For the time being, Erasmus University will not join in the ‘university self-accreditation’ pilot, Chairwoman of the Board of Governors Pauline van der Meer Mohr told the University Council on Tuesday afternoon.
From 2017 onwards, universities and universities of applied sciences will be able to take part in a pilot study whereby courses will no longer have to be reviewed individually by a committee of Dutch-Flemish Accreditation Agency (NVAO) representatives. Instead, they will be allowed to set up an internal quality control system and will be issued a form of blanket accreditation, which will involve an audit of the university’s quality control system.
EUR was interested in the scheme
VSNU, the Dutch Universities Association, originally wanted the pilot to involve all Dutch universities, but the Minister for Education, Culture and Sciences, Jet Bussemaker, was not too keen on that plan. She insisted in 2013 that three universities and three universities of applied sciences would join the scheme in 2017, and that another six universities and schools would be allowed to join in a year later.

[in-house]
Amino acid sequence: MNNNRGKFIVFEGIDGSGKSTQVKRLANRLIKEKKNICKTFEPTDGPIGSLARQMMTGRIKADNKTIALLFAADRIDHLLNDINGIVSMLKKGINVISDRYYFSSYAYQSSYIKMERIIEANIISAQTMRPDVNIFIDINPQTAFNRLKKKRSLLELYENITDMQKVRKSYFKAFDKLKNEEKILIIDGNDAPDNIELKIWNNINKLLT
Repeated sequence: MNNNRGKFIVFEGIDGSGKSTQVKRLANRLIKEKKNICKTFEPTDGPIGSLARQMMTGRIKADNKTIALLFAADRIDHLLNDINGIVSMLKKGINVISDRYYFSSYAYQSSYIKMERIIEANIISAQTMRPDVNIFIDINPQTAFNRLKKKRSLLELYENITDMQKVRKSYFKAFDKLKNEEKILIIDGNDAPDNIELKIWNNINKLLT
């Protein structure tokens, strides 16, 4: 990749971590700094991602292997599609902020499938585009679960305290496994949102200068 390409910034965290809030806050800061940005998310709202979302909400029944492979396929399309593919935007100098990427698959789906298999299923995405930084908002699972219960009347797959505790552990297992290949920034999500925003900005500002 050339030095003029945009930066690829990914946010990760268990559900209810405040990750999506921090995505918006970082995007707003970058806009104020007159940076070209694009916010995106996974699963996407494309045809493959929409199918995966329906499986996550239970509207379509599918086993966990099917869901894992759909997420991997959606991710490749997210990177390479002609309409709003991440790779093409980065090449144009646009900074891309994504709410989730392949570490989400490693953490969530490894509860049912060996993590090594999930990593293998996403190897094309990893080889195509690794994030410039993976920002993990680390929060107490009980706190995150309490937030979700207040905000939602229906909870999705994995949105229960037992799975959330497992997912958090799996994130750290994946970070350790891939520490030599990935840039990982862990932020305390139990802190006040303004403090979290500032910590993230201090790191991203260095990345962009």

Erasmus University was interested in taking part in the pilot, which is why the subject was put on the University Council’s agenda this month. The Council was requested to propose ideas as to how students could be involved in monitoring the quality of the university’s courses.
‘But frankly, it’s a bit of a non-issue at the moment,’ the Chairwoman of the Board of Governors, Pauline van der Meer Mohr, told the councillors on Tuesday afternoon. ‘We have decided not to be the first volunteers.’ The Chairwoman pointed out that there were other universities that had progressed further in their preparations and were really keen to join in the pilot. ‘At the moment, we’d rather dedicate ourselves to furthering our commitment to quality than to jumping through hoops for the accreditation pilot.’
It is not yet known whether the university wishes to take part in the university self-accreditation trial at a later date.